PGM Environment, Health and Safety
Platinum Group Metals (PGMs) are used in a variety of applications that benefit society, public health and the environment. These include their use in autocatalysts where they achieve highly efficient conversion of the harmful chemicals within engine exhaust into less harmful products such as carbon dioxide and water vapour, as well as many other important uses in industrial, medical, environmental and other applications.
Although the unique chemical properties of PGMs provide great benefit to society, it is important, as it is for all chemicals, that any potential hazards that PGMs may also pose are understood and appropriately controlled.
In their bulk elemental (i.e. metal) form, PGMs are generally considered inert and harmless – and many people choose platinum, for example, for special items of jewelry due to its rarity and purity, natural white colour, and resistance to tarnishing.
The inertness of the PGM metals means that the extraction and refining of PGMs from mined ores requires aggressive, high energy processes and chemicals, and a variety of PGM compounds are found across the PGM industry that have properties very different to the elemental metals. The most well-known examples are the chloroplatinates – intermediates in the refining of platinum – which are potent sensitisers that can cause respiratory allergy in some workers exposed to them.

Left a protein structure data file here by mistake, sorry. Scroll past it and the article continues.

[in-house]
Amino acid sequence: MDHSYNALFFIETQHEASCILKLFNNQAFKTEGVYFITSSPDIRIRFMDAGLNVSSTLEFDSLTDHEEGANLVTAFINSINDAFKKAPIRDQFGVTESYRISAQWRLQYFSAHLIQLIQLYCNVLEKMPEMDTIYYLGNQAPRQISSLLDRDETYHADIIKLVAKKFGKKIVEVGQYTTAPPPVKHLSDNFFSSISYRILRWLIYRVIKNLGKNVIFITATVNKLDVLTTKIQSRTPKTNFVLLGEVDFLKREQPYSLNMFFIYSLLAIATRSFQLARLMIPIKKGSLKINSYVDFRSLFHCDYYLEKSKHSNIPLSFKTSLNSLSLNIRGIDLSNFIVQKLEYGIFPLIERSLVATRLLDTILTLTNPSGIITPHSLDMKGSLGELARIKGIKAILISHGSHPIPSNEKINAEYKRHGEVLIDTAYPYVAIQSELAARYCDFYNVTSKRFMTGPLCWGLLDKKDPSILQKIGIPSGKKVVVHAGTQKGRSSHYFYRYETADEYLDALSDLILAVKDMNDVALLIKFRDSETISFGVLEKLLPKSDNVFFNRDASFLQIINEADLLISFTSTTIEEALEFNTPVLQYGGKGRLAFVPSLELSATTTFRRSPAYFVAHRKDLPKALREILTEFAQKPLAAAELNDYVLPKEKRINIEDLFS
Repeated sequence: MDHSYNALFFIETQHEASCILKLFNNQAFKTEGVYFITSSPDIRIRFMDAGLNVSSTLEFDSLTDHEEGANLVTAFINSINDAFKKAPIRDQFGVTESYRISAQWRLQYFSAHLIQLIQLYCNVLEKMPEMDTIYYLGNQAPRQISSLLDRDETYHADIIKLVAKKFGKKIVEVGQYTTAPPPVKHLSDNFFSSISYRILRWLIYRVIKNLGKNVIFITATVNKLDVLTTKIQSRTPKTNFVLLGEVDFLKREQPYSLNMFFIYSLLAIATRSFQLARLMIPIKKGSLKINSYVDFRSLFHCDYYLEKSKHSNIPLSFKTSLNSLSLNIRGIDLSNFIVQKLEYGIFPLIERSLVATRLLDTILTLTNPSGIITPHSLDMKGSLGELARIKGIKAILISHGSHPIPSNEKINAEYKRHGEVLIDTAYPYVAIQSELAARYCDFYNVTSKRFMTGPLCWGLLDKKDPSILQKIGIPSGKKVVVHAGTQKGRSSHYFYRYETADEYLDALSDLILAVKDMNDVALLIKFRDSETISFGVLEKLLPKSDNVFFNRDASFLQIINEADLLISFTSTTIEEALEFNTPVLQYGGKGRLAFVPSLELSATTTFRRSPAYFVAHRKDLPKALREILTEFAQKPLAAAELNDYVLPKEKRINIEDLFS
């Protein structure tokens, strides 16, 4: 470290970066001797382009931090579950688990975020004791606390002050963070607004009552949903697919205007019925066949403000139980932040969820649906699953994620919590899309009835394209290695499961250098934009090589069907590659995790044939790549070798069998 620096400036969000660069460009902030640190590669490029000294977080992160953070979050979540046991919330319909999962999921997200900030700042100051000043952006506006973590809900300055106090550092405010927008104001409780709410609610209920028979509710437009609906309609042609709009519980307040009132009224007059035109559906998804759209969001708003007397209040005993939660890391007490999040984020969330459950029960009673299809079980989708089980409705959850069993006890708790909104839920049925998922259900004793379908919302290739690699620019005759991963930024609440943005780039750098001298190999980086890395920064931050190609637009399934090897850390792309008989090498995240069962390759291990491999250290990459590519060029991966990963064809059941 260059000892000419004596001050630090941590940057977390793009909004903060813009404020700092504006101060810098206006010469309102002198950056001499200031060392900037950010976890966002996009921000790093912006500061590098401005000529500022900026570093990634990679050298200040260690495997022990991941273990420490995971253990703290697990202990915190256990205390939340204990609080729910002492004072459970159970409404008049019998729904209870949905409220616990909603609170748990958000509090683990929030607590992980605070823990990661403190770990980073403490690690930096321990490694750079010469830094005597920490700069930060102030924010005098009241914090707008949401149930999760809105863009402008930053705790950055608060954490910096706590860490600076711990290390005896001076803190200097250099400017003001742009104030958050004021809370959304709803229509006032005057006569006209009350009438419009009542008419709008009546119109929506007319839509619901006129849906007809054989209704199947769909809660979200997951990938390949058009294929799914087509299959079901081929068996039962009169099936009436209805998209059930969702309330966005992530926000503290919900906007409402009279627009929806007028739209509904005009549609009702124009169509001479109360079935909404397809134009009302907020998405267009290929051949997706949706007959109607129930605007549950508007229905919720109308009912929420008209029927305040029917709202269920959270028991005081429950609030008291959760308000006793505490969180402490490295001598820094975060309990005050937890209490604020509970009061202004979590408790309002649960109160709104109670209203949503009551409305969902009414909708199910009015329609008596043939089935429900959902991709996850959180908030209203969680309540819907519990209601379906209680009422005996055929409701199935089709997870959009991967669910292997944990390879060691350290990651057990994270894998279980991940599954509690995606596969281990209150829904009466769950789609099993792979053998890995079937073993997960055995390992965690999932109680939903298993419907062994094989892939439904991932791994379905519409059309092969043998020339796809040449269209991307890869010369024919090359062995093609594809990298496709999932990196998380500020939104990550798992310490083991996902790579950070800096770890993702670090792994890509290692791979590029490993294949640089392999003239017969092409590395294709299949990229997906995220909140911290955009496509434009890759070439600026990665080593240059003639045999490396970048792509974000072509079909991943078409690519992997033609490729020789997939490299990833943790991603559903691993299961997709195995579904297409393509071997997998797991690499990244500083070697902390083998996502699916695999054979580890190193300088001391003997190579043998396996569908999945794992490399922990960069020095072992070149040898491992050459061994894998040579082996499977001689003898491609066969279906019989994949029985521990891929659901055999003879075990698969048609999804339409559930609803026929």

The PGM industry is committed to protecting both the health and safety of its workforce and the environment. The IPA Science Task Force (STF) brings together expert scientists from across the sector in specialisms including PGM chemistry, occupational health, toxicology, and industrial hygiene. Through the STF, its collaborations with external experts and organisations, and the sponsorship of novel scientific research programmes, IPA advances knowledge of PGM health and environmental properties. Within the sector this knowledge facilitates responsible industry practice, through improved understanding and decision-making based on sound science.